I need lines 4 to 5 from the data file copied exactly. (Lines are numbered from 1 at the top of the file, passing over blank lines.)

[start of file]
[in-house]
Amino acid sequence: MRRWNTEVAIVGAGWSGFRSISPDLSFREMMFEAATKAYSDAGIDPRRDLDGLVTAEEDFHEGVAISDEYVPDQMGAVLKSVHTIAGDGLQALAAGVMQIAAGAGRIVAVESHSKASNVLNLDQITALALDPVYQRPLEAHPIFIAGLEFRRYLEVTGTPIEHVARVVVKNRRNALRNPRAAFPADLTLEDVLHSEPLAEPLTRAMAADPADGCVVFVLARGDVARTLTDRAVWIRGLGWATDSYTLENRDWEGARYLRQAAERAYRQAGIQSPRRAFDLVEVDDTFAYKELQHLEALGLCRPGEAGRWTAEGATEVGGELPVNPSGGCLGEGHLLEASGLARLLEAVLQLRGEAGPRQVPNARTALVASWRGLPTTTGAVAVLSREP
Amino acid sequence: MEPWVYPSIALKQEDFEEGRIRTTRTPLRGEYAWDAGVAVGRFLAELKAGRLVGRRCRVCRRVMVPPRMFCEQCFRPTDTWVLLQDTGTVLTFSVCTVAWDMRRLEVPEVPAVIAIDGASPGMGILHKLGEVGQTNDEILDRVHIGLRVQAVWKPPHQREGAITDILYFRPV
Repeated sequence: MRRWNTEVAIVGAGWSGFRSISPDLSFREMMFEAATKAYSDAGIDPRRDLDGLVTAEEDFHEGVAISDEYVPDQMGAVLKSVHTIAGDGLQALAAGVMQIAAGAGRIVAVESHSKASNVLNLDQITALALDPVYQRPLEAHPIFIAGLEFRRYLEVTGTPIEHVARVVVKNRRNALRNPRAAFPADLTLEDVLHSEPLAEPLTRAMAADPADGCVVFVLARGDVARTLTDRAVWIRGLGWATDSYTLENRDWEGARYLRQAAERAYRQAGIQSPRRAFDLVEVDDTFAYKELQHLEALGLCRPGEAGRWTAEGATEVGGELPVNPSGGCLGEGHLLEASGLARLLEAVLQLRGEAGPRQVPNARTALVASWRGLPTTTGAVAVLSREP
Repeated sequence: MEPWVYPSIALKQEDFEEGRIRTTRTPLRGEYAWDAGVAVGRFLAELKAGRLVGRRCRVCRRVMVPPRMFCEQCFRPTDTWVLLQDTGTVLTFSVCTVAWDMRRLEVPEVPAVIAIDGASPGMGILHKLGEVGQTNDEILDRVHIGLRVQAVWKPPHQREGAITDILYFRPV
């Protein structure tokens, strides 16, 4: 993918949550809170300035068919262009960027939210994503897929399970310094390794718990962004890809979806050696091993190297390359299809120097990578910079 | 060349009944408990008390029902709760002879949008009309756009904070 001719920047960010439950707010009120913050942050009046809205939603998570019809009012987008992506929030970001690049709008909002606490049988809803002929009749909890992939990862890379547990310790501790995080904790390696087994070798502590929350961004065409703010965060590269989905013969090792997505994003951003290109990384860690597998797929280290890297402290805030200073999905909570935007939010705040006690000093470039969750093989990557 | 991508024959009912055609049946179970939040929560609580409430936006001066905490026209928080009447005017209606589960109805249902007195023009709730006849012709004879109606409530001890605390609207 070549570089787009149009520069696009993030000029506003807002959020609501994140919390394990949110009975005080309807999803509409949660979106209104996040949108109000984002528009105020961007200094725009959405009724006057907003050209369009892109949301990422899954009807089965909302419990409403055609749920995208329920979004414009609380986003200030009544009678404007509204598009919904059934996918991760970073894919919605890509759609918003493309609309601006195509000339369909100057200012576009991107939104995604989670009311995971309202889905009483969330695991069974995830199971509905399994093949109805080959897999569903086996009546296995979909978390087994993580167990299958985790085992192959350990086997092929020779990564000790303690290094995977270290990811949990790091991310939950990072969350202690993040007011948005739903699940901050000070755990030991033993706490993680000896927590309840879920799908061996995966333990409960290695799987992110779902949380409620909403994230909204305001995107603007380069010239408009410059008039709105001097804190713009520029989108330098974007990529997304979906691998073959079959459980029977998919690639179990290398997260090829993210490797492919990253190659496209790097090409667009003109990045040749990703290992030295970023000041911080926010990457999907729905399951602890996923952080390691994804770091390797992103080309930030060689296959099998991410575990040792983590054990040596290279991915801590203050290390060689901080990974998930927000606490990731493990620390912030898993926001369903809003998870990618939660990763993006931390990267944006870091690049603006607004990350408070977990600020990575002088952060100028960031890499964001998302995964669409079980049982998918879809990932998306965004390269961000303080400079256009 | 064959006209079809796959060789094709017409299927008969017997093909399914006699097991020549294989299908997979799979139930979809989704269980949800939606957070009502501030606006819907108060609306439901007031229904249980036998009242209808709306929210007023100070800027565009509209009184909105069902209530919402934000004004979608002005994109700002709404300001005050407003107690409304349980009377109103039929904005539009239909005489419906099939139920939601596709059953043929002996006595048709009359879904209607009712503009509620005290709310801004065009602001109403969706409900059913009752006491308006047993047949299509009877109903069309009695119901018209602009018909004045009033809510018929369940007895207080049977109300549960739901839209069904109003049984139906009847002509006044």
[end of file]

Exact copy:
Repeated sequence: MRRWNTEVAIVGAGWSGFRSISPDLSFREMMFEAATKAYSDAGIDPRRDLDGLVTAEEDFHEGVAISDEYVPDQMGAVLKSVHTIAGDGLQALAAGVMQIAAGAGRIVAVESHSKASNVLNLDQITALALDPVYQRPLEAHPIFIAGLEFRRYLEVTGTPIEHVARVVVKNRRNALRNPRAAFPADLTLEDVLHSEPLAEPLTRAMAADPADGCVVFVLARGDVARTLTDRAVWIRGLGWATDSYTLENRDWEGARYLRQAAERAYRQAGIQSPRRAFDLVEVDDTFAYKELQHLEALGLCRPGEAGRWTAEGATEVGGELPVNPSGGCLGEGHLLEASGLARLLEAVLQLRGEAGPRQVPNARTALVASWRGLPTTTGAVAVLSREP
Repeated sequence: MEPWVYPSIALKQEDFEEGRIRTTRTPLRGEYAWDAGVAVGRFLAELKAGRLVGRRCRVCRRVMVPPRMFCEQCFRPTDTWVLLQDTGTVLTFSVCTVAWDMRRLEVPEVPAVIAIDGASPGMGILHKLGEVGQTNDEILDRVHIGLRVQAVWKPPHQREGAITDILYFRPV